Managing Vicarious Trauma



Date of Publication
June, 2018

Conversations about how to integrate support for advocates that mitigates vicarious trauma have become common within our organizations, but the need to put these conversations into practice is greater than ever. While widespread coverage about the prevalence of sexual violence has gained traction with the #MeToo movement, resources for organizations haven’t seen much of an increase to meet the need. This requires managers and executive directors to find creative, low-cost ways to support those who are supporting survivors.

One of the best strategies to mitigate vicarious trauma is the simple act of talking about it as a natural part of working with survivors.

Everyone who works on behalf of survivors should expect to feel the impacts of vicarious trauma at some point. This doesn’t mean they’re doing anything wrong or not well enough; it doesn’t mean that they haven’t yet healed from any previous trauma they experienced themselves; and it certainly doesn’t mean they won’t have solid careers in advocacy. When we normalize the occurrence of vicarious trauma within our policies and practices, we give individual employees permission to talk openly about how and when it’s showing up for them. In fact, the simple addition of stating this in personnel policies can have a powerful, positive impact for all staff. It provides even more clarity when organizational policies define vicarious trauma, how it might show up, and what supports exist at the organization when it does. Bringing it up in interviews and new employee orientation also sets a precedent that vicarious trauma will be discussed and an expected part of the job. This can be done with questions such as, “How do you address your own vicarious trauma when or if you’ve experienced it?” or “What do you need from your supervisor when or if you experience vicarious trauma?” These questions and conversations should happen for all staff within our organizations — whether it’s the development staff, administrative support, volunteer coordinators, or advocates.

Supervisors should also keep in mind that vicarious trauma isn’t just a side effect of advocacy; it’s also a natural occurrence for folks who have lived experiences of oppression.

Staff of color, those with disabilities of any kind, and LGBTQIA+ folks experience trauma because they live in a society where they experience discrimination and oppression regularly. Managers should take the time to consider how these lived experiences contribute to vicarious trauma and speak openly about their understanding of this. One incredibly tangible way to support advocates from these marginalized communities and/or identities is to offer independently-facilitated peer learning groups on paid time, such as a group for advocates of color and/or staff who are LGBTQIA+. Additionally, we know that many people drawn to advocacy work enter it because of their own personal experience with sexual and/or domestic violence. Supporting other survivors becomes an integral part of their own healing, and it’s also sometimes a source of their own trauma responses. Organizational support becomes even more critical and necessary for all staff who show up to work with their own experiences of trauma.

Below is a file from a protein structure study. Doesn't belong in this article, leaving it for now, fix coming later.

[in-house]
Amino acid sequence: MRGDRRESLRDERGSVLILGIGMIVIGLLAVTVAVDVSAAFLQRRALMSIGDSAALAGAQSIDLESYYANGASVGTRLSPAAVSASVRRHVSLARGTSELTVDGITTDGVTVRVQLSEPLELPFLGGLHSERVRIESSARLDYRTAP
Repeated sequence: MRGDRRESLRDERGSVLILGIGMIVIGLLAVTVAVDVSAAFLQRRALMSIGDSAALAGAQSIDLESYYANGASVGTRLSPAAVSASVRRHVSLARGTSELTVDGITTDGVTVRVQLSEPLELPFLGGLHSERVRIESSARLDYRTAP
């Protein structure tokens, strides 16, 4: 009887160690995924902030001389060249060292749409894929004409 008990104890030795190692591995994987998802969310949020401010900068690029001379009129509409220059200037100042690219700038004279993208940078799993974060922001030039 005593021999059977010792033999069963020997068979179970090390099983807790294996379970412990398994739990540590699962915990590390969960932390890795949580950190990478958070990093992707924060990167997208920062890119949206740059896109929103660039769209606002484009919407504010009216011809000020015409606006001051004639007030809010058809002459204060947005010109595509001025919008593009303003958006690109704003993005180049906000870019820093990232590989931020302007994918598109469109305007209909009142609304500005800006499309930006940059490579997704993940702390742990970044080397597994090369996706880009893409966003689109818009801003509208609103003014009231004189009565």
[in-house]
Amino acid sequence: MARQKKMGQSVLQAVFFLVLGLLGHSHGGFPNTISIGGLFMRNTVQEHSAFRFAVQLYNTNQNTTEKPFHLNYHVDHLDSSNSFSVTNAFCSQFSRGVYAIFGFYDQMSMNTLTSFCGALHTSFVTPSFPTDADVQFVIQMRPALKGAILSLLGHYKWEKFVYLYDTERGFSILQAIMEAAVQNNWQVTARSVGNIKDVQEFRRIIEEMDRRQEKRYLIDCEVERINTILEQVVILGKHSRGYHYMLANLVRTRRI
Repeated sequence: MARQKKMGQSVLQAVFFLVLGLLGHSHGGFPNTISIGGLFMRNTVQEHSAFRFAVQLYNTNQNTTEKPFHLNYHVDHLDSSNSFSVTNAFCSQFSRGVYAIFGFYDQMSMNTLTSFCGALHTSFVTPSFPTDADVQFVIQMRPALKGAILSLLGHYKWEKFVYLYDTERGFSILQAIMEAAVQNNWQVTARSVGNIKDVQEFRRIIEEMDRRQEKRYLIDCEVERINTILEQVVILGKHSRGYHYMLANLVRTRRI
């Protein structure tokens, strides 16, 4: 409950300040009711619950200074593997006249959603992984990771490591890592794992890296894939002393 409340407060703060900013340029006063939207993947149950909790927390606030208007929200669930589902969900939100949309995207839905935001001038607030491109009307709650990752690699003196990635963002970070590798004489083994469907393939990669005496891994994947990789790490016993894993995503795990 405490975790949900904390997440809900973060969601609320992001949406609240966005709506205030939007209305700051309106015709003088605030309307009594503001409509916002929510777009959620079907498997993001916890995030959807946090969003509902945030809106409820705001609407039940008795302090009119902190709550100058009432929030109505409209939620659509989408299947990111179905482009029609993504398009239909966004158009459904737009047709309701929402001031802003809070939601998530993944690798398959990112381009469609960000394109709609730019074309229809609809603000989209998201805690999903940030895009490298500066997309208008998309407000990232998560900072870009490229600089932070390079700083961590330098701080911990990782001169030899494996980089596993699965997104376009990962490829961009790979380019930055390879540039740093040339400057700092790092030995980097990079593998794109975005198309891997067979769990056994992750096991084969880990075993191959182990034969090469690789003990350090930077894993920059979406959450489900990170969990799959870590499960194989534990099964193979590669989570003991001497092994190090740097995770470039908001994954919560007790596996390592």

Asking about the impact of vicarious trauma within individual supervision meetings is also important.

In fact, providing regularly scheduled supervision itself can help advocates manage their burnout and stress, and give space to focus on their professional development. The more consistent positive interactions with a supervisor are, the more likely an individual staff member will actively consider talking about what they need to be more satisfied with their job. Supervision becomes an important place where vicarious trauma can be identified, discussed, planned for, and addressed. Conversations about vicarious trauma should never be linked to the evaluation of work performance, which could feel punitive and like a negative consequence of sharing this personal information. Trauma informed supervision becomes a place where trust is built, and where an employee feels comfortable asking for help. When talking about vicarious trauma, keep the focus on the employee’s needs and concerns, not the supervisor’s. Also, always remember that an individual employee may not feel comfortable sharing everything that’s going on for them linked to their personal vicarious trauma, and that’s okay. It’s most important that supervisors invite these conversations and provide their support in the way that feels comfortable for individual employees.